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Jail and Prisoner Law Bulletin

A Civil Liability Law Publication
for officers, jails, detention centers and prisons

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2002 JB Apr (web edit.)

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Featured Cases – with Links
U.S. Supreme Court actions (2 cases)
Access to Courts/Legal Info
Attorneys' Fees
Inmate Funds
Mentally Ill Prisoners
Prison Litigation Reform Act: Mental Injury
Prisoner Assault: By Inmates (2 cases)
Prisoner Suicide (2 cases)
Privacy (2 cases)

Noted in Brief -- With Some Links

Defenses: Eleventh Amendment Immunity
Disability Discrimination (2 cases)
Medical Care (2 cases)
Prison Litigation Reform Act: Exhaustion of Remedies
Prison Litigation Reform Act: Injunction
Prisoner Assault: By Officers (3 cases)
Prisoner Discipline
Prisoner Suicide
Procedural: Discovery
Strip Search: Employees



U.S. Supreme Court Actions

Unanimous U.S. Supreme Court rules that "exhaustion of remedies" requirement of Prison Litigation Reform Act applies to all lawsuits by inmates about prison life, including those involving particular incidents, such as an allegation of excessive use of force by a correctional officer, as well as those that involve general circumstances or conditions.

     Resolving a prior conflict among the U.S. appeals courts concerning whether or not the "exhaustion of remedies" requirement of the Prison Litigation Reform Act, (PLRA), 42 U.S.C. Sec. 1997e(a), applies in the context of a prisoner's lawsuit over a single incident, such as an alleged assault by a correctional officer, a unanimous U.S. Supreme Court has now ruled that the exhaustion requirement applies to all inmate suits about prison life.

     At issue was the meaning of the phrase "prison conditions" in the statute. As enacted by Congress, the statute mandates that a prisoner must exhaust available administrative remedies, such as an internal prison grievance procedure, before pursuing a lawsuit under 42 U.S.C. Sec. 1983, or any other federal law, "with respect to prison conditions."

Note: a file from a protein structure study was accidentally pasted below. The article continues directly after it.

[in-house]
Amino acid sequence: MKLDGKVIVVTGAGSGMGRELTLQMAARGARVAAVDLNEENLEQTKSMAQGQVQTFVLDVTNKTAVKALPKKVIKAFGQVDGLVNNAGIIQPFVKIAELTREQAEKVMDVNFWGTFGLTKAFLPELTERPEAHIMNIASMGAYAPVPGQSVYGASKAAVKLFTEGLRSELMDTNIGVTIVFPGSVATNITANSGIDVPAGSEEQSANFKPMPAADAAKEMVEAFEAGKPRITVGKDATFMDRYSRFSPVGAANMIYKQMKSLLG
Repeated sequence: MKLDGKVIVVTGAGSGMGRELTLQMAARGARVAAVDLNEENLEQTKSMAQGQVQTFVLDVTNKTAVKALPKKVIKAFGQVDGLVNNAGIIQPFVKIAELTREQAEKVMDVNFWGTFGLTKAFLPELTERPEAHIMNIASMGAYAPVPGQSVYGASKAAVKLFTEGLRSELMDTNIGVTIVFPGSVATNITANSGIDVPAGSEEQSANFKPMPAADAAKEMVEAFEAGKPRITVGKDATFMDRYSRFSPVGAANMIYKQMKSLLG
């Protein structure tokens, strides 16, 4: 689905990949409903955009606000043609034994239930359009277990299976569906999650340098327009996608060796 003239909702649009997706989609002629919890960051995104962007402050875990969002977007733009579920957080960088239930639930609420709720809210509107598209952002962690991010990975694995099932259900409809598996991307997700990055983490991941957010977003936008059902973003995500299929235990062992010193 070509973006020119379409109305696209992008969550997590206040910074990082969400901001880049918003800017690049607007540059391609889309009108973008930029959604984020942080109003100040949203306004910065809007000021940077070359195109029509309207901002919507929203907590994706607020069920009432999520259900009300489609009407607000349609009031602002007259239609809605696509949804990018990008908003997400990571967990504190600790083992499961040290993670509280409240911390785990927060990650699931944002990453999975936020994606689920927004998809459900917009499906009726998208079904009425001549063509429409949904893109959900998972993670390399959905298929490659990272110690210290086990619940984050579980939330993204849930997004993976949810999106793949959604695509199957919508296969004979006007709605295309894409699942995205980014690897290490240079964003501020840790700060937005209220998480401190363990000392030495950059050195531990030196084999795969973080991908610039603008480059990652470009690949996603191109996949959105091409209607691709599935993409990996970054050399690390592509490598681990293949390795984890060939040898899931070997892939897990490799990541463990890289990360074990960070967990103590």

In the case reviewed, a state prisoner in Connecticut brought a lawsuit in federal court against the state Department of Correction asserting that corrections officers had subjected him to a sustained pattern of harassment and intimidation and had singled him out for a severe beating in violation of the Eighth Amendment prohibition on cruel and unusual punishment.

     The U.S. Court of Appeals for the Second Circuit overturned the trial's court's dismissal of the lawsuit based on the plaintiff inmate's failure to exhaust available administrative remedies before bringing suit. Nussel v. Willette, #99-0387, 224 F.3d 95 (2d Cir. 2000). The appeals court reasoned that the statutory requirement covered only conditions which affected prisoners generally, rather than "single incidents" that affect only particular prisoners, such as the alleged use of excessive force.

     Rejecting this, the U.S. Supreme Court held that the PLRA's exhaustion requirement applies to all inmate suits about prison life, whether they involve general circumstances or particular episodes, and whether they allege excessive force or "some other wrong." Accordingly, exhaustion of remedies is "now mandatory" for prisoner plaintiffs, and the trial court does not have "discretion" to decide which cases it should apply to.